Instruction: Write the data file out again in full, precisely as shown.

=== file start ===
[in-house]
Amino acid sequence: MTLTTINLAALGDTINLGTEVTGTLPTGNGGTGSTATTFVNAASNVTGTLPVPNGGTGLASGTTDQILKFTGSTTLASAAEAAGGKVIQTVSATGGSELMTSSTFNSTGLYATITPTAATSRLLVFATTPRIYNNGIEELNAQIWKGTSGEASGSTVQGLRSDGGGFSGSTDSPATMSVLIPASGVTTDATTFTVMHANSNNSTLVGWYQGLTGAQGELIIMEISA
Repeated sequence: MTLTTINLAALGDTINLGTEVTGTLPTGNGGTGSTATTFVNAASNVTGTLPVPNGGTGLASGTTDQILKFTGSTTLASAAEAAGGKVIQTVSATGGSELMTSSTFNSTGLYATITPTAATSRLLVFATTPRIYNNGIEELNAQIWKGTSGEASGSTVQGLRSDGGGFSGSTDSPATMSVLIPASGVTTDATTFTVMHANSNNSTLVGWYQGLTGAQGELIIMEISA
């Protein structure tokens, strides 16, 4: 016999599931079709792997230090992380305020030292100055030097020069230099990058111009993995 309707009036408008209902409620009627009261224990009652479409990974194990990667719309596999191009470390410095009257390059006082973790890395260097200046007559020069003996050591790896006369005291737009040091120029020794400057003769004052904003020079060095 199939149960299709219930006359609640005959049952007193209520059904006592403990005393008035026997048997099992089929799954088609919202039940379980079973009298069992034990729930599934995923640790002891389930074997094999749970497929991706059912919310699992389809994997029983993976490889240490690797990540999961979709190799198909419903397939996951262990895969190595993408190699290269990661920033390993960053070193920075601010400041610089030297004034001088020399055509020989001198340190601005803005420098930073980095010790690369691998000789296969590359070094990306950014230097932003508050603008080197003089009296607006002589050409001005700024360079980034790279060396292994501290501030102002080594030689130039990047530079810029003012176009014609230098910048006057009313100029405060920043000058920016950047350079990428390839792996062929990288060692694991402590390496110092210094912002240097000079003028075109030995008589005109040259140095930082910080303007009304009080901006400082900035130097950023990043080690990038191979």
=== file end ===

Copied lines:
[in-house]
Amino acid sequence: MTLTTINLAALGDTINLGTEVTGTLPTGNGGTGSTATTFVNAASNVTGTLPVPNGGTGLASGTTDQILKFTGSTTLASAAEAAGGKVIQTVSATGGSELMTSSTFNSTGLYATITPTAATSRLLVFATTPRIYNNGIEELNAQIWKGTSGEASGSTVQGLRSDGGGFSGSTDSPATMSVLIPASGVTTDATTFTVMHANSNNSTLVGWYQGLTGAQGELIIMEISA
Repeated sequence: MTLTTINLAALGDTINLGTEVTGTLPTGNGGTGSTATTFVNAASNVTGTLPVPNGGTGLASGTTDQILKFTGSTTLASAAEAAGGKVIQTVSATGGSELMTSSTFNSTGLYATITPTAATSRLLVFATTPRIYNNGIEELNAQIWKGTSGEASGSTVQGLRSDGGGFSGSTDSPATMSVLIPASGVTTDATTFTVMHANSNNSTLVGWYQGLTGAQGELIIMEISA
């Protein structure tokens, strides 16, 4: 016999599931079709792997230090992380305020030292100055030097020069230099990058111009993995 309707009036408008209902409620009627009261224990009652479409990974194990990667719309596999191009470390410095009257390059006082973790890395260097200046007559020069003996050591790896006369005291737009040091120029020794400057003769004052904003020079060095 199939149960299709219930006359609640005959049952007193209520059904006592403990005393008035026997048997099992089929799954088609919202039940379980079973009298069992034990729930599934995923640790002891389930074997094999749970497929991706059912919310699992389809994997029983993976490889240490690797990540999961979709190799198909419903397939996951262990895969190595993408190699290269990661920033390993960053070193920075601010400041610089030297004034001088020399055509020989001198340190601005803005420098930073980095010790690369691998000789296969590359070094990306950014230097932003508050603008080197003089009296607006002589050409001005700024360079980034790279060396292994501290501030102002080594030689130039990047530079810029003012176009014609230098910048006057009313100029405060920043000058920016950047350079990428390839792996062929990288060692694991402590390496110092210094912002240097000079003028075109030995008589005109040259140095930082910080303007009304009080901006400082900035130097950023990043080690990038191979």